Meta State Reflections #3

“Meta-States will be the model that eats NLP” wrote Dr. Graham Dawes in 1996 in a book review of Dragon Slaying. That statement was published in Anchor Point in the USA and Rapport in the UK, later it made its rounds in NLP World.

I still remember the shock that I felt when I first read that statement in the book review. Actually I was utterly shocked by the statement. That was a statement that I had never even entertained, I had not thought of Meta-States in that way. And given that it was presented so bluntly, I felt confused at first. Having not been my radar, I didn’t know how the Meta-States model could have consumed NLP.

That was 1996 and here it is a decade later, and I have to admit that Graham was more right than I ever suspected. Since his 1996 review of Meta-States, the Meta-States model has indeed almost eat up and consumed the NLP model in numerous ways. During the years in which this took place, I was mostly unconscious of it. Yet in review, I am able to take a broader perspective and to see the revolutionary effect of Meta-States on the original NLP model and domains.

None of these books or training manuals were set out in some futuristic Mission Statement as to what we would do in Neuro-Semantics to “eat up the NLP model.” And yet that is what essentially happened over the years. I did not know it at the time, it is only in looking back does that become evident.

At the same time, I was writing a series of articles as critiques of NLP. Some of the articles I wrote by myself and some of them I wrote with others. One of the first was “The Downside of NLP,” later I wrote an especially biting critique of DHE, “Ten Years and Still No Beef.” In all of them I attempted to address various problems in the NLP model as it had evolved over the years and to take NLP to a new level.

Yet through it all we discovered many things and began to distinguish what we were doing from NLP. What we have discovered? One of the things that we mainly discovered is that a large portion of the magic of NLP occurs above the representational level. Now, the representational level is indeed the genius of NLP. It is a genius and contribution that we readily recognize as the unique creation of John Grinder and Richard Bandler. What NLP does best and what NLP is mostly about is representation. That is, it is about what and how we represent information on the theater of our minds and how that some simple shifts can generate very powerful results.

In this, NLP is truly magical. As a cognitive psychologist, when I found NLP I immediately knew that it filled in the gaps of Cognitive Psychology, Rational-Emotive Therapy, and of Reality Therapy. That’s why I found it so compelling.

Yet while NLP is all about representation, we learned something unbeknowest to Bandler and Grinder. We learned that there was another part of NLP that created magic that actually operated at meta-levels, at meta-state levels, and that the founders and developers somehow never truly realized this. We learned that what we had found in the Meta-States model actually explained most of the so-called magic.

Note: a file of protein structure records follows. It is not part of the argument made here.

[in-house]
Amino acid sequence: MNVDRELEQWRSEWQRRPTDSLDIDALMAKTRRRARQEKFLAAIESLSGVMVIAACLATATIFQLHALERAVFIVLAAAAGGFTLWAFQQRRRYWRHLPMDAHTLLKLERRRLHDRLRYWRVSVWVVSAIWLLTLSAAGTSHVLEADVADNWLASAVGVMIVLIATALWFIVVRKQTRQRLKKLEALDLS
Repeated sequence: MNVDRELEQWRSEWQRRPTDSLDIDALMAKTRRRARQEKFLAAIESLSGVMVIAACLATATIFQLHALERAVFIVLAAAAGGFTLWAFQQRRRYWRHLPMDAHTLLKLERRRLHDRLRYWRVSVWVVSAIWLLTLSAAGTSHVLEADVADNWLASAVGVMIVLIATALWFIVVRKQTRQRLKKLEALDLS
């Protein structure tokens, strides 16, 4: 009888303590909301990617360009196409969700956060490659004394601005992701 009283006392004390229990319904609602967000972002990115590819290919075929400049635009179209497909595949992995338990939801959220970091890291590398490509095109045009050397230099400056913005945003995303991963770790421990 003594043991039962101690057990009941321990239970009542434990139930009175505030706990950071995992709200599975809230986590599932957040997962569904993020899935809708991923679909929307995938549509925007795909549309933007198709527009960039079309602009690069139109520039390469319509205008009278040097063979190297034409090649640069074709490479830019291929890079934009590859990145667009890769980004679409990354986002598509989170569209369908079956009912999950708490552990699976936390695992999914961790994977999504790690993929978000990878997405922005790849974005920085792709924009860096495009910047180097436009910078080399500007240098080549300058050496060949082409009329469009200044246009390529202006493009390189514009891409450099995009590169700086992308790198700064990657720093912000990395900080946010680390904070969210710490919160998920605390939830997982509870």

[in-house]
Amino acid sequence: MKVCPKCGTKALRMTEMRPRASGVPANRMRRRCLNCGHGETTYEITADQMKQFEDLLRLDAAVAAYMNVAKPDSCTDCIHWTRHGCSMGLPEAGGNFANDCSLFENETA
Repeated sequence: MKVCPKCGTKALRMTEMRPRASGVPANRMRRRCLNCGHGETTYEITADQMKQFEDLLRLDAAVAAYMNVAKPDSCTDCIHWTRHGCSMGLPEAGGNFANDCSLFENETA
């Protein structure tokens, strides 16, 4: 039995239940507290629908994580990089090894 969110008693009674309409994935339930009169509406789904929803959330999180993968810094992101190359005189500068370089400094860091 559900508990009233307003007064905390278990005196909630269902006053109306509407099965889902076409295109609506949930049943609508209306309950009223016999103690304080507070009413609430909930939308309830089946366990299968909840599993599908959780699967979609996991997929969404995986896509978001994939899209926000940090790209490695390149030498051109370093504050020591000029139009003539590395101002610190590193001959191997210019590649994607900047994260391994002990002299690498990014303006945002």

This is nowhere better illustrated than the whole mis-adventure into the so-called “sub- modalities.” NLP decided that the finer features of the various sensory representational systems were “sub” to the modalities and so thought and used metaphors about “going down” and probing to a sub-level to find the elemental particles of experience.

Yet these cinematic features of our mental movies, the qualities of our visual, auditory, and kinesthetic systems are not “sub” at all. As the features by which we edit our movies, they occur at a meta-level as one of our frames. Somehow the entire process of even detecting these features is discovered by stepping back and going meta. And when we discover them, we discover meta- programsandmeta-modeldistinctions. All these are strong indicators that the term “sub- modalities” was the problem and had mis-led us.

In all of this, the reductionistic approach of Bandler and Grinder that created NLP in the first place by identifying the “languages of the mind” in terms of the sensory and meta representational systems ultimately proved to be its own confusion. The result? There has been essentially nothing new produced within the basic NLP model in the past 20 years.

By way of contrast, Meta-States that originated as a NLP model and so recognized by the International Association of NLP Trainers has continued, year after year, to generate new models, hundreds of new patterns, new modeling of experts to create new training modules and programs, etc.

The reason for this? Meta-States is all about referencing rather than representation. Mere representation is a first level mapping whereas the frames that we set about a representation is much more governing. So the direction for finding more of the “magic” of NLP was not down but up. And that’s the direction that Meta-States took us. That’s why the idea of Meta-States becoming a model that “eats up NLP” was obvious to several people before it dawn on me.

The meta-level states and frames of Meta-States explains why and how the mind-body-emotion system operates as it does and brought forth a whole series of new presuppositions for the field of NLP and which later established the presuppositions of Neuro-Semantics. “The person who sets the frame governs the game.” “Someone always sets the frame.” “Where there’s a game, there’s a frame.” And that will be the subject of our next Reflection.